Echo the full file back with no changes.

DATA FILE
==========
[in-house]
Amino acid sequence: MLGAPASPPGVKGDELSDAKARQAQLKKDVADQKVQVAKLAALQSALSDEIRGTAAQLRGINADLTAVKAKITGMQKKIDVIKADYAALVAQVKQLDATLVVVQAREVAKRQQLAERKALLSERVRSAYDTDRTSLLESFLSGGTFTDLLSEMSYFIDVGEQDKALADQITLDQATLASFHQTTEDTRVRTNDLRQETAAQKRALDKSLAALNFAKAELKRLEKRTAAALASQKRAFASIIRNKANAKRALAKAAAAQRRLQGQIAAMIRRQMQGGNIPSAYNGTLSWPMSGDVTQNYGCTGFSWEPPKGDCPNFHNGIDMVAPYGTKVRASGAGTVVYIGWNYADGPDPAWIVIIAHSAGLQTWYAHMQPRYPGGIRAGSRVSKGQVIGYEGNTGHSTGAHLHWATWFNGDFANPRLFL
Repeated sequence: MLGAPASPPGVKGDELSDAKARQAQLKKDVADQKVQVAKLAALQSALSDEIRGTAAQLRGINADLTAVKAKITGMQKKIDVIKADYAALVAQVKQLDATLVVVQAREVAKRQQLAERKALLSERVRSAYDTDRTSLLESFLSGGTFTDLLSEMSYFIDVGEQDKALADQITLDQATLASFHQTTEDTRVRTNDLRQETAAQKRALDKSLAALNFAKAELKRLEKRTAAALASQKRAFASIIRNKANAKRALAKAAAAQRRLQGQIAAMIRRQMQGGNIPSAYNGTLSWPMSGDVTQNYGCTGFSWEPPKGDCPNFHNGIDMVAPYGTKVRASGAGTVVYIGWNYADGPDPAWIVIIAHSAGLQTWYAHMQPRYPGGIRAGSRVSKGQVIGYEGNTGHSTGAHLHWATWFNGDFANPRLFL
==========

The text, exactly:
[in-house]
Amino acid sequence: MLGAPASPPGVKGDELSDAKARQAQLKKDVADQKVQVAKLAALQSALSDEIRGTAAQLRGINADLTAVKAKITGMQKKIDVIKADYAALVAQVKQLDATLVVVQAREVAKRQQLAERKALLSERVRSAYDTDRTSLLESFLSGGTFTDLLSEMSYFIDVGEQDKALADQITLDQATLASFHQTTEDTRVRTNDLRQETAAQKRALDKSLAALNFAKAELKRLEKRTAAALASQKRAFASIIRNKANAKRALAKAAAAQRRLQGQIAAMIRRQMQGGNIPSAYNGTLSWPMSGDVTQNYGCTGFSWEPPKGDCPNFHNGIDMVAPYGTKVRASGAGTVVYIGWNYADGPDPAWIVIIAHSAGLQTWYAHMQPRYPGGIRAGSRVSKGQVIGYEGNTGHSTGAHLHWATWFNGDFANPRLFL
Repeated sequence: MLGAPASPPGVKGDELSDAKARQAQLKKDVADQKVQVAKLAALQSALSDEIRGTAAQLRGINADLTAVKAKITGMQKKIDVIKADYAALVAQVKQLDATLVVVQAREVAKRQQLAERKALLSERVRSAYDTDRTSLLESFLSGGTFTDLLSEMSYFIDVGEQDKALADQITLDQATLASFHQTTEDTRVRTNDLRQETAAQKRALDKSLAALNFAKAELKRLEKRTAAALASQKRAFASIIRNKANAKRALAKAAAAQRRLQGQIAAMIRRQMQGGNIPSAYNGTLSWPMSGDVTQNYGCTGFSWEPPKGDCPNFHNGIDMVAPYGTKVRASGAGTVVYIGWNYADGPDPAWIVIIAHSAGLQTWYAHMQPRYPGGIRAGSRVSKGQVIGYEGNTGHSTGAHLHWATWFNGDFANPRLFL